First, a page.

Even writing that title, I am paralyzed by the oddity of the very concept of using a drug to “cure” a drug addiction. Doesn’t this strike anyone as strange?
Heroin treatment’s latest development is not traditional counseling or even meditation, but a powerful little drug called Vivitrol. Intended for use as a monthly injection, addicts’ opioid receptors are blocked by the shot, preventing heroin and opiate drugs from producing their signature euphoric high.
Doctors say Vivitrol is different and much more effective than methadone treatment for heroin addicts. Some patients claim Vivitrol is a miracle drug, while others say it merely turned them to other street substances for the high they sought. There are plenty of drugs available to those who habitually need substances as part of their daily routine.
Heroin addiction is something I’m widely familiar with from personal experience. My sister was an abuser for nearly 15 years, and she lived on the streets for most of that time. She did, it seemed, every program available in the country—rapid opiate withdrawal treatment, methadone, short-term state-funded facilities, etc., etc. Finally, it occurred to my family that she needed something more.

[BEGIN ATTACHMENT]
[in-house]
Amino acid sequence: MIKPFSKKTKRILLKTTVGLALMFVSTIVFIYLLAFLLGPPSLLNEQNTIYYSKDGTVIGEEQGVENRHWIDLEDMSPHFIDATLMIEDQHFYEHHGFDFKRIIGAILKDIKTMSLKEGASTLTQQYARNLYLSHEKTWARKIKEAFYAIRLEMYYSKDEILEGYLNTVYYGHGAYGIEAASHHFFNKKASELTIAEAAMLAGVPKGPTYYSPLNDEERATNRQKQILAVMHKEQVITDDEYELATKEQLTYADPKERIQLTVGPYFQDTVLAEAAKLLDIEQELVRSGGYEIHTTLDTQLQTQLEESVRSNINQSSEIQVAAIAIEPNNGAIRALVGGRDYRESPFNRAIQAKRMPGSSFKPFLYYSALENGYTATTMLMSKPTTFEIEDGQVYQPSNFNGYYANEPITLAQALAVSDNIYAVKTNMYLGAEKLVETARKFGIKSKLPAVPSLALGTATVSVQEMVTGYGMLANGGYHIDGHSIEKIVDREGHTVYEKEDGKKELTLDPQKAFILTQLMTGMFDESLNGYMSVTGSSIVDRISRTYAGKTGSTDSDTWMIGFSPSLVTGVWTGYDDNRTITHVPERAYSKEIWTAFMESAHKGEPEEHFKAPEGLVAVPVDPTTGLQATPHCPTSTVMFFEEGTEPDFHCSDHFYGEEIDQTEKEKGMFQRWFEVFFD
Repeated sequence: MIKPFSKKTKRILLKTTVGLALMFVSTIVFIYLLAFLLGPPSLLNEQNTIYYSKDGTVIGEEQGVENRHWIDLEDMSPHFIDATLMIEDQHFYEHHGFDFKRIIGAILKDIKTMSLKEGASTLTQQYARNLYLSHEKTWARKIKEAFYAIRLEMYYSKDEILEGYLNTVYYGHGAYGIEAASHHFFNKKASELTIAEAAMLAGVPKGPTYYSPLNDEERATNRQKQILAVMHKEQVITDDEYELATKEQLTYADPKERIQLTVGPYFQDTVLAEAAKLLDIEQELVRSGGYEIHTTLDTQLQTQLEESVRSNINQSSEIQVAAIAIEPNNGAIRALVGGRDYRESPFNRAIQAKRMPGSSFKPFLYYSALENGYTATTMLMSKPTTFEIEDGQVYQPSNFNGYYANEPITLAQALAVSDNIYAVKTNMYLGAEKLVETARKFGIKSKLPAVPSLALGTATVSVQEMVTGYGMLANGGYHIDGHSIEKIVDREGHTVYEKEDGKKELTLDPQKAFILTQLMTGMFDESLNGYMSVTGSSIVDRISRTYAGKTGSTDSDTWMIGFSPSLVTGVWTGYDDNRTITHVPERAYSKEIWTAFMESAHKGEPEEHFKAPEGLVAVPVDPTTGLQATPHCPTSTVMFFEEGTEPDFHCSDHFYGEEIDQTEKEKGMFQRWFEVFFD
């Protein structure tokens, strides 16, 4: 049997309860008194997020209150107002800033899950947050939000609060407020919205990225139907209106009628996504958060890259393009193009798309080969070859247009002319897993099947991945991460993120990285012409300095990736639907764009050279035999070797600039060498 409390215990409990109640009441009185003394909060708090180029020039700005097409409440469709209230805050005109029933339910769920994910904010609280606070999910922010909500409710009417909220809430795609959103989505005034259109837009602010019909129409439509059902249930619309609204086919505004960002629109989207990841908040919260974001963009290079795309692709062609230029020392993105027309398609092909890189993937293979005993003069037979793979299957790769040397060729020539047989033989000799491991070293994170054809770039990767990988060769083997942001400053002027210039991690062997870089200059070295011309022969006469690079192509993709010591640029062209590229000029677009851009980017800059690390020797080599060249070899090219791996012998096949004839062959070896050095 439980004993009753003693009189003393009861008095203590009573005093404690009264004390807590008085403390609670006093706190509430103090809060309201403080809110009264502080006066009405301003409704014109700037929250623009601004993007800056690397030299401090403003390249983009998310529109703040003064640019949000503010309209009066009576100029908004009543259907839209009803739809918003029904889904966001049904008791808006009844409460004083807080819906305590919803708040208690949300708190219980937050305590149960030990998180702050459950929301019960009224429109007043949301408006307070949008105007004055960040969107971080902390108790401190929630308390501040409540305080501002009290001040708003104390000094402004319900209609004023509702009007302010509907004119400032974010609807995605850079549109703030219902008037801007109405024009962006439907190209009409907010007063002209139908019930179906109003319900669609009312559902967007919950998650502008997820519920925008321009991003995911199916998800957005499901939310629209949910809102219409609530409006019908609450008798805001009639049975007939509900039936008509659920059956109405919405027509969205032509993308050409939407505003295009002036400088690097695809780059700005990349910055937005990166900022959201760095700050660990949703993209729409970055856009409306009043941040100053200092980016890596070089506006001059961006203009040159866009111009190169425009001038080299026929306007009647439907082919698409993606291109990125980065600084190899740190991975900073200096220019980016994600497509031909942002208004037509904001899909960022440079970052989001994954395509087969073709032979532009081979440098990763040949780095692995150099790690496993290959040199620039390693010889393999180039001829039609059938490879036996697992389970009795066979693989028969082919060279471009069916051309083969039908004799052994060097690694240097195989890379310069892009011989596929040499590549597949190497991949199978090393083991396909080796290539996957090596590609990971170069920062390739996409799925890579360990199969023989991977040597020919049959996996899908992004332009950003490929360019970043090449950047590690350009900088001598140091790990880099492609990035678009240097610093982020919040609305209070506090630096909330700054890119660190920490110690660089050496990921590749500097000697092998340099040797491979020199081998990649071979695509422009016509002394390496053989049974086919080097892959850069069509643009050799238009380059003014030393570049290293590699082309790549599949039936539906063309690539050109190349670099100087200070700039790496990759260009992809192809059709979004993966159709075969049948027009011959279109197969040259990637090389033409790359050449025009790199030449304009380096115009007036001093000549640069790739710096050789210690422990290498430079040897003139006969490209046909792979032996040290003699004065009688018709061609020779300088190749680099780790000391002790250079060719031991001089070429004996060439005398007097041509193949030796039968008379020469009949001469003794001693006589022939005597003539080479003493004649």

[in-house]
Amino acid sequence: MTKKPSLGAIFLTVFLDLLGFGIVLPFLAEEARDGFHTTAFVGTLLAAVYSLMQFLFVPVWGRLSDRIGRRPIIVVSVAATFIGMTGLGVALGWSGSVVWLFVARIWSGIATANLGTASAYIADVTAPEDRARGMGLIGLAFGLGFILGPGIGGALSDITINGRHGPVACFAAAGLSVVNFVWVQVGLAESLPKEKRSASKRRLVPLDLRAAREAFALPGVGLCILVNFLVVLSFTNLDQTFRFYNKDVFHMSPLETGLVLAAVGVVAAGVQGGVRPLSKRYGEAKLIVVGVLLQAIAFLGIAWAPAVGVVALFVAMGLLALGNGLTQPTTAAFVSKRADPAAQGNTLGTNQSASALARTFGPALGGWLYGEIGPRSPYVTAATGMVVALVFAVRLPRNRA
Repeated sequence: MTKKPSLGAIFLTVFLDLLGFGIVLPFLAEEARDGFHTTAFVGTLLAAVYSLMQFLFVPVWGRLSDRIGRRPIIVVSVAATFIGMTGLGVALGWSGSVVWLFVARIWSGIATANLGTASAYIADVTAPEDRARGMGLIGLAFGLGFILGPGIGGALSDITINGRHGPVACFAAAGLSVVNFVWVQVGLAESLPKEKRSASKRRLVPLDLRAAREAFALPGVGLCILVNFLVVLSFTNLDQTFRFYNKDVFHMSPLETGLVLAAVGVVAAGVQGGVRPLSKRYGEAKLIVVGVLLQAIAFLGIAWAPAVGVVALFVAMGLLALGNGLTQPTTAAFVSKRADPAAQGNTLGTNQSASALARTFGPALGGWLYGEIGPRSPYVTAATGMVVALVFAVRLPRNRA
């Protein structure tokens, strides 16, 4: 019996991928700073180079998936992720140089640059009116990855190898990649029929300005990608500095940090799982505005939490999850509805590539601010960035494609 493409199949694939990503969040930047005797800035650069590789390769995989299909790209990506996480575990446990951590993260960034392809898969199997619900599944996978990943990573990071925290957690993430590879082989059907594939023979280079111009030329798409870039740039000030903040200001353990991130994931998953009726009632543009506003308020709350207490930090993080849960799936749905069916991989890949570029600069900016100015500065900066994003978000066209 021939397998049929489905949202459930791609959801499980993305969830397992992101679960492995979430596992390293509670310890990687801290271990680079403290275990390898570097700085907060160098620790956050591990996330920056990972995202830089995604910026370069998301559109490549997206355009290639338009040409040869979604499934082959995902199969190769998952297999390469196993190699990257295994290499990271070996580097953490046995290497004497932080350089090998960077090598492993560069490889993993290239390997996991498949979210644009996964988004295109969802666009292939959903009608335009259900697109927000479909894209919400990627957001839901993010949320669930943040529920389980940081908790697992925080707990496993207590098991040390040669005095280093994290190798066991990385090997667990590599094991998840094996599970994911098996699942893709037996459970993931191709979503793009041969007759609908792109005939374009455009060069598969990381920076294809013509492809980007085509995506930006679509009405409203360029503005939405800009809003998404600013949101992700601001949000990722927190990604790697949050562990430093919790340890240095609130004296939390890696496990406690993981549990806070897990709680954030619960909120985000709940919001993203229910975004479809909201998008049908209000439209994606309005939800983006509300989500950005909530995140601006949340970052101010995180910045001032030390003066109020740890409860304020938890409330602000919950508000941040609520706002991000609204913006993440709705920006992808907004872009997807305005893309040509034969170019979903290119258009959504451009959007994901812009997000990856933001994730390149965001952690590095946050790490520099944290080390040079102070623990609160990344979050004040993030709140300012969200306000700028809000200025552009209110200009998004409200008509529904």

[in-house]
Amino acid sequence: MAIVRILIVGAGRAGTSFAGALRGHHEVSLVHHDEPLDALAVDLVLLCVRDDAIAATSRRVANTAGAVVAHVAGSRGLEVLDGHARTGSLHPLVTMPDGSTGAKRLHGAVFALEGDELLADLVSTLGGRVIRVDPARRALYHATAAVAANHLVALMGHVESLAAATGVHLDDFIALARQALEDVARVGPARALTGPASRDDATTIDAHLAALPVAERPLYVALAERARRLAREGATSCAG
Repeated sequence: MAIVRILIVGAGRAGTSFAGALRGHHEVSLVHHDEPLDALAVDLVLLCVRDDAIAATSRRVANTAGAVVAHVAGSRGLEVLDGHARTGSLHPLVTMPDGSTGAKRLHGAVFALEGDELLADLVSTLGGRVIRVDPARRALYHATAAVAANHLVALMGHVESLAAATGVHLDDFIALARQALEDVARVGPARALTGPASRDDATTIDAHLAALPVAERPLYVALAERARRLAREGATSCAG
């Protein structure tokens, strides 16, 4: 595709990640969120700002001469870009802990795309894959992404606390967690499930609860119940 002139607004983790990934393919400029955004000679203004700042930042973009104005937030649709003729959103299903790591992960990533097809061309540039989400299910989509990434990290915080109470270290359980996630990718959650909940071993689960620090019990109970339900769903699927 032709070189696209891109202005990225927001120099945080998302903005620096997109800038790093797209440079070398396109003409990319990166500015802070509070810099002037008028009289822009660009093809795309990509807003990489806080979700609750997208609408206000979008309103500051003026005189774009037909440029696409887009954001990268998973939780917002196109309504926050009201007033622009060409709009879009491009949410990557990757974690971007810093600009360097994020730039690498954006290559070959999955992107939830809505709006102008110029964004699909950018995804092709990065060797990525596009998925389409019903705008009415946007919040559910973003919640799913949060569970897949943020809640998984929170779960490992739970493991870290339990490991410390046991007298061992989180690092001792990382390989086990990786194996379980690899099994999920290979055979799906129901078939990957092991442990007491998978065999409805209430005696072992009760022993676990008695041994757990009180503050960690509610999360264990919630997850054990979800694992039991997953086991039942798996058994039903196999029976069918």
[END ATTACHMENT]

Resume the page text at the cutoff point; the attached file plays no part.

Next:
We found a long-term program that she lived at for 5 months. She worked with her patient and understanding program counselors to get to the bottom of her early-life issues, her immoralities, bridges burned, etc., and I am proud that she is still clean and sober today.
It makes me tremendously happy that Vivitrol has worked for some people. I feel that sobriety is a very individual journey that must be approached as such. However, I maintain some skepticism of the treatment. I have never been completely sold on the idea of using one substance to cover up an addiction to another.
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